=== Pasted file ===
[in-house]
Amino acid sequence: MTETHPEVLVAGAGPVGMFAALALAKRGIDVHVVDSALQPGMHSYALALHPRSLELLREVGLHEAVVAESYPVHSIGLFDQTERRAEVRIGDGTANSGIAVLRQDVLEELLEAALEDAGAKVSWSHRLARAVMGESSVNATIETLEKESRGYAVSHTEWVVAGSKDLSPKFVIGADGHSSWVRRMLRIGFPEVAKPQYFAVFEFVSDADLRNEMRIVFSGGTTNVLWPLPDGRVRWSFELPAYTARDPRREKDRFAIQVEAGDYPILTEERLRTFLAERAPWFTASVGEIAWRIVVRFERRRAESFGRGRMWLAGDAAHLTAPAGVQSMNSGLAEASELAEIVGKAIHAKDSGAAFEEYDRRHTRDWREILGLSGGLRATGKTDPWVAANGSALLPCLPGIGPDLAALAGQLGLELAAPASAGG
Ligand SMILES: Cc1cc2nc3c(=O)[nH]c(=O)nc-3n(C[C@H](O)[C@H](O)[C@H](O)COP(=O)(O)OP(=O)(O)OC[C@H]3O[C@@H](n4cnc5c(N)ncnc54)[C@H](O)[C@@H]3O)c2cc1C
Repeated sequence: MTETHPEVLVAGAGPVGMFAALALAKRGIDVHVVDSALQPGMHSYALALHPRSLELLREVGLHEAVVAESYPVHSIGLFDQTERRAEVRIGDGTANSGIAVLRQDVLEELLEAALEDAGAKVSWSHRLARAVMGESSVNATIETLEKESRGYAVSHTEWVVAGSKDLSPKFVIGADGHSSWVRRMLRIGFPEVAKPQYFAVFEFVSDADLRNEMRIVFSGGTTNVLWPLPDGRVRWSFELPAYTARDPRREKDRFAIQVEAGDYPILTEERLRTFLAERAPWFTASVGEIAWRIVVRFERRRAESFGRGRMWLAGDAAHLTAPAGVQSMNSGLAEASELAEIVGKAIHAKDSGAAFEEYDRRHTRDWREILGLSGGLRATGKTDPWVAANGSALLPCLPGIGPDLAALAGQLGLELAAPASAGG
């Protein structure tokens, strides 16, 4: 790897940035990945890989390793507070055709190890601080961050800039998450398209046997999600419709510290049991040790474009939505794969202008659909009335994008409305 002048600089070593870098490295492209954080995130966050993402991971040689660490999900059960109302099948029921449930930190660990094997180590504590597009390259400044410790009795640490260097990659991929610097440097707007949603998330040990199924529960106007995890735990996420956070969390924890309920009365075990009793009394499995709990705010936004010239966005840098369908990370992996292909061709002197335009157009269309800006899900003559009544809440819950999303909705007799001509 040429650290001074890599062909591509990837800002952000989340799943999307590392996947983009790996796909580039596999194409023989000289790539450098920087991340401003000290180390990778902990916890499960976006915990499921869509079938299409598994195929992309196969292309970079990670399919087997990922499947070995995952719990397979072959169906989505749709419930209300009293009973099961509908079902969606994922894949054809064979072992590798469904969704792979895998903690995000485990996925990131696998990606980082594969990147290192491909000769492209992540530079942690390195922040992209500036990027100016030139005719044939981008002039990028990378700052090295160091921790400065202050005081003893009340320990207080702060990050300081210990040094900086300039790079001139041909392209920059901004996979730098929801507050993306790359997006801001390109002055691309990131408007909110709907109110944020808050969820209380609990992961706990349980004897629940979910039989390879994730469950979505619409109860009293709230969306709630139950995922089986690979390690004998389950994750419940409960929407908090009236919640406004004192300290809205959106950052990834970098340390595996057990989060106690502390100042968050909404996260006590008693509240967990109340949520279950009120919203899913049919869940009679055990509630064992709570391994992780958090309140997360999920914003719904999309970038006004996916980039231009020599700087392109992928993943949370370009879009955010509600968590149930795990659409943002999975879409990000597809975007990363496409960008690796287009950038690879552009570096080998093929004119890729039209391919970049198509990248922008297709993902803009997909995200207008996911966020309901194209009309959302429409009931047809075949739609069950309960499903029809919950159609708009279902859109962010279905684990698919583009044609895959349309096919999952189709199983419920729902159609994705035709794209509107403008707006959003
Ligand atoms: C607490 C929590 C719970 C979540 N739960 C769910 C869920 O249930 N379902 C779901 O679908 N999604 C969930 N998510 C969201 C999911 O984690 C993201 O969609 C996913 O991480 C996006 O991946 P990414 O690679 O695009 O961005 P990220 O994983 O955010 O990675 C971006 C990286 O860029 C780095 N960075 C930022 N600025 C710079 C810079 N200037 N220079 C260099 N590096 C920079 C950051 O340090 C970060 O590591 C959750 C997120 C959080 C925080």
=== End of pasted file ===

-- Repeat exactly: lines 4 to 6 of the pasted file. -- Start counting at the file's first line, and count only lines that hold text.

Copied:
Repeated sequence: MTETHPEVLVAGAGPVGMFAALALAKRGIDVHVVDSALQPGMHSYALALHPRSLELLREVGLHEAVVAESYPVHSIGLFDQTERRAEVRIGDGTANSGIAVLRQDVLEELLEAALEDAGAKVSWSHRLARAVMGESSVNATIETLEKESRGYAVSHTEWVVAGSKDLSPKFVIGADGHSSWVRRMLRIGFPEVAKPQYFAVFEFVSDADLRNEMRIVFSGGTTNVLWPLPDGRVRWSFELPAYTARDPRREKDRFAIQVEAGDYPILTEERLRTFLAERAPWFTASVGEIAWRIVVRFERRRAESFGRGRMWLAGDAAHLTAPAGVQSMNSGLAEASELAEIVGKAIHAKDSGAAFEEYDRRHTRDWREILGLSGGLRATGKTDPWVAANGSALLPCLPGIGPDLAALAGQLGLELAAPASAGG
């Protein structure tokens, strides 16, 4: 790897940035990945890989390793507070055709190890601080961050800039998450398209046997999600419709510290049991040790474009939505794969202008659909009335994008409305 002048600089070593870098490295492209954080995130966050993402991971040689660490999900059960109302099948029921449930930190660990094997180590504590597009390259400044410790009795640490260097990659991929610097440097707007949603998330040990199924529960106007995890735990996420956070969390924890309920009365075990009793009394499995709990705010936004010239966005840098369908990370992996292909061709002197335009157009269309800006899900003559009544809440819950999303909705007799001509 040429650290001074890599062909591509990837800002952000989340799943999307590392996947983009790996796909580039596999194409023989000289790539450098920087991340401003000290180390990778902990916890499960976006915990499921869509079938299409598994195929992309196969292309970079990670399919087997990922499947070995995952719990397979072959169906989505749709419930209300009293009973099961509908079902969606994922894949054809064979072992590798469904969704792979895998903690995000485990996925990131696998990606980082594969990147290192491909000769492209992540530079942690390195922040992209500036990027100016030139005719044939981008002039990028990378700052090295160091921790400065202050005081003893009340320990207080702060990050300081210990040094900086300039790079001139041909392209920059901004996979730098929801507050993306790359997006801001390109002055691309990131408007909110709907109110944020808050969820209380609990992961706990349980004897629940979910039989390879994730469950979505619409109860009293709230969306709630139950995922089986690979390690004998389950994750419940409960929407908090009236919640406004004192300290809205959106950052990834970098340390595996057990989060106690502390100042968050909404996260006590008693509240967990109340949520279950009120919203899913049919869940009679055990509630064992709570391994992780958090309140997360999920914003719904999309970038006004996916980039231009020599700087392109992928993943949370370009879009955010509600968590149930795990659409943002999975879409990000597809975007990363496409960008690796287009950038690879552009570096080998093929004119890729039209391919970049198509990248922008297709993902803009997909995200207008996911966020309901194209009309959302429409009931047809075949739609069950309960499903029809919950159609708009279902859109962010279905684990698919583009044609895959349309096919999952189709199983419920729902159609994705035709794209509107403008707006959003
Ligand atoms: C607490 C929590 C719970 C979540 N739960 C769910 C869920 O249930 N379902 C779901 O679908 N999604 C969930 N998510 C969201 C999911 O984690 C993201 O969609 C996913 O991480 C996006 O991946 P990414 O690679 O695009 O961005 P990220 O994983 O955010 O990675 C971006 C990286 O860029 C780095 N960075 C930022 N600025 C710079 C810079 N200037 N220079 C260099 N590096 C920079 C950051 O340090 C970060 O590591 C959750 C997120 C959080 C925080």